Small businesses in St Albans district hit by cuts to rates relief

Tea in the Woods owner Sophie Reynolds

Tea in the Woods owner Sophie Reynolds - Credit: Archant

Small retailers in the district are reeling after discovering that relief they had been getting on their business rate has been scrapped.

The first they knew about the abolition of the retail rate relief was when they received their annual business rate demand which is collected by St Albans council on behalf of the government.

And it has left some fearing for the future with their charge due to more than double from this April.

Sophie Reynolds, who has run T in the Woods in Oakwood Road, Bricket Wood for two and a half years, said the increase in her business rate from £106 a month to £258 was ‘a massive difference’.

She went on: “It was a huge shock and from what I have seen online it has been a huge shock to a lot of other businesses too.”

Retail rate relief to help small businesses was a measure introduced by the government for 2014-15 and 2015-16 only and was at the discretion of local authorities for which they were reimbursed if they gave the relief.

Sophie contacted the council when she got her new business rates demand because she had not been told about the change and there had been no consultation. But she was told that nothing could be done about it.

Most Read

She went on: “I run a small tea room business which is more like a community cafe. The business has its costs and a £1,500 a year additional cost will make a massive difference to the bottom line.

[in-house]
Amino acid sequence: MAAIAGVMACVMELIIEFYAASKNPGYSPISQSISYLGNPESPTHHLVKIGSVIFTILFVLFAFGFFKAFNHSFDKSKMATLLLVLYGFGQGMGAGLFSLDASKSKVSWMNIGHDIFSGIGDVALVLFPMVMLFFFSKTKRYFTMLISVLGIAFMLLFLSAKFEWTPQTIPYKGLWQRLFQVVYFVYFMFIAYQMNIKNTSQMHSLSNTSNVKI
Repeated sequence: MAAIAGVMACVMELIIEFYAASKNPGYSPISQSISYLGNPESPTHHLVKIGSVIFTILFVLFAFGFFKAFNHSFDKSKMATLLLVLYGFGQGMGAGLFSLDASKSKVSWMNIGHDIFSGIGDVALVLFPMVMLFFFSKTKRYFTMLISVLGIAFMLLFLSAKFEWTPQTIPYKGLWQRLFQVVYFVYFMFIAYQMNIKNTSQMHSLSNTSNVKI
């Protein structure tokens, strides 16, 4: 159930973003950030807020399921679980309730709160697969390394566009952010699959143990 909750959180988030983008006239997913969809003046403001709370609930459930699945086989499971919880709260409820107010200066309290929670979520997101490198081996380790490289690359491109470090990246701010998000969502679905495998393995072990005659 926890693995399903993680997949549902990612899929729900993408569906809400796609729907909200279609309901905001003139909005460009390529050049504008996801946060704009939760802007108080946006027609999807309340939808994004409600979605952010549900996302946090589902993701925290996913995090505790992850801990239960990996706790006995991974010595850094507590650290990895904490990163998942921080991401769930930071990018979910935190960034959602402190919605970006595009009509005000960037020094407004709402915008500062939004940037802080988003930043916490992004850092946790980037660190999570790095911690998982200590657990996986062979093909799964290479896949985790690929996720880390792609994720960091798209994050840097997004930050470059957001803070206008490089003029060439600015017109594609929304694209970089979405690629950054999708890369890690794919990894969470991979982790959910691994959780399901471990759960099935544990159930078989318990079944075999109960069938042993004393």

“It has definitely had me considering what the future holds.”

Sophie said that she was determined to fight to ensure that the Bricket Wood community still had its tearoom but admitted that the increase in business rate amounted to a big chunk of her salary

She added: “We are lucky to be in an affluent area but the business rates seem as high as London.”

Paul Hargreaves of Mailbox Rental Services in Holywell Hill, St Albans, said he would have to pay an additional £1,800 from April. He went on: “That is profit so we have to turn over another £6,000 as well as having the new living wage to meet and pensions to meet.”

He pointed out that many businesses in the city were struggling. “Some of the small retailers face a 50 per cent increase in their business rate and some are even having to buy stock with their pensions.

“You have to pay rates before you can buy stock or even eat. And you can’t just give your shop up but have to find someone to take on the lease.”

Paul warned that the situation could worsen with new business valuations imminent and the cost of paying for St Albans to become a Business Improvement District (BID).

He added: “We will keep on fighting to survive but we pay a lot and get very little back locally.”